Washington DC History Resources

Matthew B. Gilmore

October 20, 1918

Evening Star – October 20: click https://chroniclingamerica.loc.gov/lccn/sn83045462/1918-10-20/ed-1/

The daily death toll has declined to 66.

Mr. Brownlow’s Condition.
Commissioner Louis Brownlow, who was taken ill with the influenza Friday noon, was resting comfortably early last night, but had some fever, indicating that he is suffering from the disease in a mild form.

The fact that the majority of the new cases being treated at the United States Public Health Service emergency hospital at 18th street and Virginia avenue are said to be of a
much “milder type than cases treated a week ago, indicating that the virulence of the contagion, has passed, also encouraged the Commissioner [Brownlow].


Health Officer States Most Effective Method of Driving Out Germs
When he was asked as to the best method of disinfection and fumigation for quarters which had been occupied by persons suffering from the influenza, Health Officer W. C. Fowler said last night that he would recommend that the bed clothing be washed, the  room carefully wiped up with soap and warm water, the washboards of the room wiped off, the windows opened and the room given a thorough airing and all the sunlight possible for a day. He thought that all danger from contagion would thus be eliminated.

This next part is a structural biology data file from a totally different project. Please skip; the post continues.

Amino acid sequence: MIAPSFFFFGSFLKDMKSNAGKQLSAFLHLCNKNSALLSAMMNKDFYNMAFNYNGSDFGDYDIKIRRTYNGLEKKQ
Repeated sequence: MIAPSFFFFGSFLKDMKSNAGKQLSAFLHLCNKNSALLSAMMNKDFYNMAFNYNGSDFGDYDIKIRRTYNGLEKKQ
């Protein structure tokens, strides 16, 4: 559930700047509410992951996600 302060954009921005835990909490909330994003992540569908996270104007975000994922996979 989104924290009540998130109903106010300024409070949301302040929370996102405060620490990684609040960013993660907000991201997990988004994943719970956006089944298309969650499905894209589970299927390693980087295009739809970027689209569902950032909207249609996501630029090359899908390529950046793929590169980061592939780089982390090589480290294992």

• The D.C. National Guard has suspended its drills due to the influenza outbreak.
  • There is still an urgent need for automobiles to transport doctors and nurses
  • Numerous people are now wearing muslin masks to avoid influenza — including workers at the experimental station who have been ordered to wear the masks
  • The Chamber of Commerce began planning distribution of free medicine to needy influenza victims

A new ride-share program for war workers is announced:


The plan is to take 25.000 war workers a day out of the street car jam and to send them to and from work in privately owned automobiles that are to pick up the women and men, especially women, in the street and carry them toward their offices. The crowding and
danger in the street cars will be correspondingly reduced. Every automobile that takes up the work will -be cutting down the casualty list. 

Every automobile owner in the District of Columbia is asked to put his car into service. On the windshield he will carry a card, furnished by the police, garages and public offices announcing his participation in the battle on the plague, and will also announce the point between which he will carry workers. The cars are to pick up their passengers along the streets morning and night. They can be recognized by their signs and
hailed by war workers as they pass.

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